Make sure your team commits to the changes. If other members of the firm interact with the client, confirm that they understand and commit to the new service policies.

Calendar a follow-up survey. A follow-up survey demonstrates your sincerity and helps to determine if the installed changes are effective.

Common Issues of Dissatisfaction and How to Respond

A lack of responsiveness. Attorneys are notorious for not returning calls and emails promptly. First, clarify the client’s expectations. Then, specify how responsiveness will be improved. For example: “I will return your call by five o’clock the same day. If I’m not available, my assistant will call you before five and schedule a time to talk within 24 hours. Will that work?” Negotiate an agreement.

Confusion over billing. Sometimes a client is unable to understand the bills or feels there are inaccuracies. Schedule a time to review the bill together. This is an opportunity to remind clients of the value they are receiving, including added value services for which they are not being charged. If the client complains about rates, he or she is not aware of all the benefits that you bring. Constantly consider how to increase your perceived value. Also, consider offering a periodic status report on all activities, fees and potential fee increases.

Understanding the client’s goals. If a client feels the attorney is not up-to-speed on business goals, the attorney should visit the client’s office, meet with key decision makers and discuss short and long-term goals. It’s important to communicate how the firm can help the client achieve these goals.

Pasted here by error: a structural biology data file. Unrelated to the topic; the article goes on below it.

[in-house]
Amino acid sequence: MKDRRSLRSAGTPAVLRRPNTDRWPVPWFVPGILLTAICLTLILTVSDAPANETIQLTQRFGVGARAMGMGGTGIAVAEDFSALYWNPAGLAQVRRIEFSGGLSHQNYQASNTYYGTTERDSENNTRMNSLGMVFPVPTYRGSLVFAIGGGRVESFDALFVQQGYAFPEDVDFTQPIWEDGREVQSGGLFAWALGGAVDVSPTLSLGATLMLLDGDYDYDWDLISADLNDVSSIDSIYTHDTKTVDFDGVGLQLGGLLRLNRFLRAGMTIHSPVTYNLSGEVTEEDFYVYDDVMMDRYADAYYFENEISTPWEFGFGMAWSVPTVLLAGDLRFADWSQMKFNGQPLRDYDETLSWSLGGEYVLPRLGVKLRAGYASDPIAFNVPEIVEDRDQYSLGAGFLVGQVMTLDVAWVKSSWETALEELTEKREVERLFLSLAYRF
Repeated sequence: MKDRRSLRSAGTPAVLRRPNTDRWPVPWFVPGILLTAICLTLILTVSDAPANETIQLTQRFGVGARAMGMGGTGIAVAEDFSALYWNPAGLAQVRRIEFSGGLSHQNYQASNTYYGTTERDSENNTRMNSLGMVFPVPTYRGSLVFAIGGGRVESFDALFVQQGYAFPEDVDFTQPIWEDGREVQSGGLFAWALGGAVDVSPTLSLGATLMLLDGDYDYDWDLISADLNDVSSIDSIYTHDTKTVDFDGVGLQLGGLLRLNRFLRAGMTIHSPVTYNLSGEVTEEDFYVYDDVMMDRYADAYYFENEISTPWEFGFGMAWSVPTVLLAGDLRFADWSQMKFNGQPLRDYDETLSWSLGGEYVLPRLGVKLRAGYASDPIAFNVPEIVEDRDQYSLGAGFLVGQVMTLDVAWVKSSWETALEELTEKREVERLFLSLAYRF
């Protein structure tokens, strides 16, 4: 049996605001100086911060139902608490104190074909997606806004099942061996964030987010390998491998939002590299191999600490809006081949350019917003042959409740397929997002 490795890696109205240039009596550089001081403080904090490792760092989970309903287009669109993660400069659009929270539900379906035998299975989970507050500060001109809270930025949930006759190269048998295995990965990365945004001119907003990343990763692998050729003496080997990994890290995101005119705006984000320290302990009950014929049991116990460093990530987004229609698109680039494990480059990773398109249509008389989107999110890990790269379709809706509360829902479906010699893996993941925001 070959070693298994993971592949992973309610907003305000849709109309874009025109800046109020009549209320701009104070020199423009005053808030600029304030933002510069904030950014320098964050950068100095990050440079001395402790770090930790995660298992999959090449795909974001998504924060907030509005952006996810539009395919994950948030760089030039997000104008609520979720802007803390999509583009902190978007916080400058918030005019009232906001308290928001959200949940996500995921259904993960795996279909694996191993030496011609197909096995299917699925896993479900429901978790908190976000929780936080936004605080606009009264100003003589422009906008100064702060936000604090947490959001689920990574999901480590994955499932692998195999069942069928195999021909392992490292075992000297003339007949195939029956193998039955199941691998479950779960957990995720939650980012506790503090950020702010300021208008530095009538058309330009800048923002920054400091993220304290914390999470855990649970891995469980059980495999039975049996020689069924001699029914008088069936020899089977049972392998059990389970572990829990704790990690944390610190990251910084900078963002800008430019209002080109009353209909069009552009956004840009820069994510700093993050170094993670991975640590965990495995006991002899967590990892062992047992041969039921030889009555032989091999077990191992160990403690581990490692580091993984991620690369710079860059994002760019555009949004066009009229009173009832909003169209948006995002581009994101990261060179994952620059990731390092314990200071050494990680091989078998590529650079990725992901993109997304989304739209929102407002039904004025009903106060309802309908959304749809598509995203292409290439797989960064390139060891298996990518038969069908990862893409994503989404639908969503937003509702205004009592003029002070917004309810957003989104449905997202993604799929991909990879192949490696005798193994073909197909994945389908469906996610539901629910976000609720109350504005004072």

Understanding the client’s industry. Don’t assume your clients are aware of your industry expertise.

Demonstrate your knowledge by doing seminars and taking a leadership role in the industry’s trade organizations and publishing articles in the trade journals.

Complaint about a staff person or partner. Clarify the reason for the client’s dissatisfaction. Is it based on one incident or an on-going personality conflict? Determine available options, such as introducing another partner or staff member to the client. If you do not have that option, change the behavior.

Leverage Positive Feedback

A positive survey result gives the lawyer an opportunity to cross-sell services. Glowing feedback also sets the stage to appropriately ask for referrals. Consider the following strategies:

Personally call the client within one week after receiving the feedback. Thank clients for their feedback and let them know how pleased you are. Given their high approval, let them know that you have thought about how the firm might be more helpful. Offer to discuss other services the firm provides. A happy client is rarely opposed to learning more.

Ask the client to be a reference. When you thank the client for glowing feedback, consider asking if he or she would act as a reference and/or provide a testimonial. Happy clients usually oblige. This request lets the client know that you are looking for more business, and prompts the client to think about contacts he or she could send your way.

Ask for an introduction. After thanking clients for their positive feedback, remind them that your firm is looking to expand and ask them for guidance on how you might meet new people. They may invite you to a networking function or offer an introduction. This indirect approach is a respectful way of broaching the topic and allows the client to respond in a way that is comfortable for each individual. Getting qualitative feedback from your clients and being strategic in your survey follow up will dramatically strengthen your client relations and maximize profitability.

Jeffrey A. Miiller is a consultant with Kohn Communications. He can be reached at 310/652-1442 or at www.kohncommunications.com.

Reprinted from Strategies: The Journal of Legal Marketing. Permission granted by Legal Marketing Association. Glenview,